You're not paying attention. In the first example, printf is not actually invoked (called; run); The compiler needs to have a value to assign, and it doesn't. In the second example, the compiler recognizes that printf will be called at run time, and a value will be available.
You need to understand the build process that results in an executable file. First, a source file is preprocessed. During this phase include files are copied and pasted directly into the source file.
This new souce file is then submitted to the compiler. Certain syntactical requirements must be met for successful compilation. Not all requirements for an executable need to be present at this time; the compiler need only be assured that they will be present, in correct form, when needed.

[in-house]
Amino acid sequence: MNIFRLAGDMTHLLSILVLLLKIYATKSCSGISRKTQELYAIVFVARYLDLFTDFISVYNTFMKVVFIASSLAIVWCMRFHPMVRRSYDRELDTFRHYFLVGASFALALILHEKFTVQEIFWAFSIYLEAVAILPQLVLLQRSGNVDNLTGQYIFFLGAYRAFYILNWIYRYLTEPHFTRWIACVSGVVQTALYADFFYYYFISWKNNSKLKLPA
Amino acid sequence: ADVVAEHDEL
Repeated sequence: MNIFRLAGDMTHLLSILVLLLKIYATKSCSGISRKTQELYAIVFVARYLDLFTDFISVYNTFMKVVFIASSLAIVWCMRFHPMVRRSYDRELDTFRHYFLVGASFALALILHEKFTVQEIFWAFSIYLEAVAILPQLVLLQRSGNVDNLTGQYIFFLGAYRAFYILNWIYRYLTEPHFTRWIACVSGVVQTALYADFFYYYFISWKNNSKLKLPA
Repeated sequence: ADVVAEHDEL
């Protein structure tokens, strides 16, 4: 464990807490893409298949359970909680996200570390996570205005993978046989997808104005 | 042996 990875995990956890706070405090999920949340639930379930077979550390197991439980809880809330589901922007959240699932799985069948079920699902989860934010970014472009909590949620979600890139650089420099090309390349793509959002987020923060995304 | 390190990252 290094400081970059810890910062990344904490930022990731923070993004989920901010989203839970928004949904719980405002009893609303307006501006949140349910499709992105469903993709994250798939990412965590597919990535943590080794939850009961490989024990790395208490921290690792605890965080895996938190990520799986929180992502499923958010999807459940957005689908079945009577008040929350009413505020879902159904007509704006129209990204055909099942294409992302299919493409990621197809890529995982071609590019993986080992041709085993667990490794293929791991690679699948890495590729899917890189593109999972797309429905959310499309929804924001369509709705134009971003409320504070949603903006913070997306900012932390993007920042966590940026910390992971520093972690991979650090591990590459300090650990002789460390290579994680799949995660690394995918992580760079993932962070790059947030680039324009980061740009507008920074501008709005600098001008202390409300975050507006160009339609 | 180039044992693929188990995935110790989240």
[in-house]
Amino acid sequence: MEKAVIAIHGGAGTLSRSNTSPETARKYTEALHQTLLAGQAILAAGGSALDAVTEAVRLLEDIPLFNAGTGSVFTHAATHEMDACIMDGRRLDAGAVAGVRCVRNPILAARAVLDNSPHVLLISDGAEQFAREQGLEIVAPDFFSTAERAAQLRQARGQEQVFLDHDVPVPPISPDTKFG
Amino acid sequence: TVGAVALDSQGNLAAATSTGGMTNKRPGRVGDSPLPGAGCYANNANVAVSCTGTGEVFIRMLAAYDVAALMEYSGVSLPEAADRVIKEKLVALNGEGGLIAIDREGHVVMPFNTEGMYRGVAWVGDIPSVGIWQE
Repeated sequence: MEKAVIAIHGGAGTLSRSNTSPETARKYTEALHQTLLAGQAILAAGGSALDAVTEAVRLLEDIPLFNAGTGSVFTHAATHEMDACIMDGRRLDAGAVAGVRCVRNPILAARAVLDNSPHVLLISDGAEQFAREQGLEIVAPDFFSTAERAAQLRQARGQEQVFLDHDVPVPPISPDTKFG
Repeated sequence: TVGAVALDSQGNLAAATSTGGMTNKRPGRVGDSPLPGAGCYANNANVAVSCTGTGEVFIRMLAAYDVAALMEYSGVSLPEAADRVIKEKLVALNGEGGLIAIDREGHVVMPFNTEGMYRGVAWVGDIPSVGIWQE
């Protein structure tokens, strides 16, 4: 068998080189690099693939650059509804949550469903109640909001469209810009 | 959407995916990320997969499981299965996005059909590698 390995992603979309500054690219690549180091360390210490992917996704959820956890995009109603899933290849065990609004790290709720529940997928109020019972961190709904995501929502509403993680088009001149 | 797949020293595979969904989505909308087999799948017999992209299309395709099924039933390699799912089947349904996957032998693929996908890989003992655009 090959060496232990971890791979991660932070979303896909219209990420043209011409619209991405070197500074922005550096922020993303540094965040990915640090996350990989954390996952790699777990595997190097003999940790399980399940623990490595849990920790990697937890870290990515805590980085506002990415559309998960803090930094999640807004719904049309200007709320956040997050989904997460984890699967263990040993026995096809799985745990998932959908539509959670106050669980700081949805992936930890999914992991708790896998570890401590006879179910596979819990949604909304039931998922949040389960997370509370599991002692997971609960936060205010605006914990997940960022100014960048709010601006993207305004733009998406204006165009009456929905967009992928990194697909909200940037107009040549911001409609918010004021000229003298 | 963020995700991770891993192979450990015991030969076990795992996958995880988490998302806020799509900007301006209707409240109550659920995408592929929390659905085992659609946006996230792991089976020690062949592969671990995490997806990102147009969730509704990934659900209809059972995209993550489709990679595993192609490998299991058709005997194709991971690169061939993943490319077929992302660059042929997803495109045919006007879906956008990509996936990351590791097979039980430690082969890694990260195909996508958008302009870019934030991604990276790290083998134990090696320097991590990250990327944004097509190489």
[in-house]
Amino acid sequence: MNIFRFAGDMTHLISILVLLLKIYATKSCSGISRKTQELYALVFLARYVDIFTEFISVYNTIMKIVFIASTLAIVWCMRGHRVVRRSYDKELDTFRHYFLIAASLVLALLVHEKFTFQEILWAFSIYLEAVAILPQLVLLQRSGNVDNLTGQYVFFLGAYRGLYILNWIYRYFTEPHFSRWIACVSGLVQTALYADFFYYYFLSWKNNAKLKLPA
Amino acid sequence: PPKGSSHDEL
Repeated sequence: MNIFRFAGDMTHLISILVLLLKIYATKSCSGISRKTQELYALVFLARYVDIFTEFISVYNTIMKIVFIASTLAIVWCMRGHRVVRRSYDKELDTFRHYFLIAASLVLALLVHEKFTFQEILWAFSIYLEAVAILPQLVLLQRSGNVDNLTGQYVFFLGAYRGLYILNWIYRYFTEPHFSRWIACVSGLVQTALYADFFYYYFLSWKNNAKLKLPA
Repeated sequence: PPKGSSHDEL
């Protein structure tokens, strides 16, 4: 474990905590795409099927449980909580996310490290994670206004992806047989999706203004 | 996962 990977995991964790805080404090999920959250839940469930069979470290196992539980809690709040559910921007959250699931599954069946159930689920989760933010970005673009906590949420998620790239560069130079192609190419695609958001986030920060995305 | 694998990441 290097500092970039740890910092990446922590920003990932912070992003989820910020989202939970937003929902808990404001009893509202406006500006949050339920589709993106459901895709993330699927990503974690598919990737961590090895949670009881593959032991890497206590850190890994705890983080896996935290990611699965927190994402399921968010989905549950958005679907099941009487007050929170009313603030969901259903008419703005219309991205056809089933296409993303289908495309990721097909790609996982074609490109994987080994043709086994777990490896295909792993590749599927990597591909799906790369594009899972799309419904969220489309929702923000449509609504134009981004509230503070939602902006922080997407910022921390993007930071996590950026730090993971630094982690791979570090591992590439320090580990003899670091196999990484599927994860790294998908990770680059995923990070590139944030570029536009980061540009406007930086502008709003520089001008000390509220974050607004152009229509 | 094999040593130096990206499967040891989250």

Thirdly, the linker takes over. At this time all necessary code must be present, either as code produced by the compiler, or as distinctly specified libraries or other object files.
In some instances (embedded systems or systems without an OS or memory management), there may be a fourth step: the locator. The locator determines the final memory address for executables that aren't dynamically relocatable.
You need to refer to some books or tutorials. A forum is a place to get help with code you're having problems with, a place to expand your learning. It isn't an effective place to learn basics.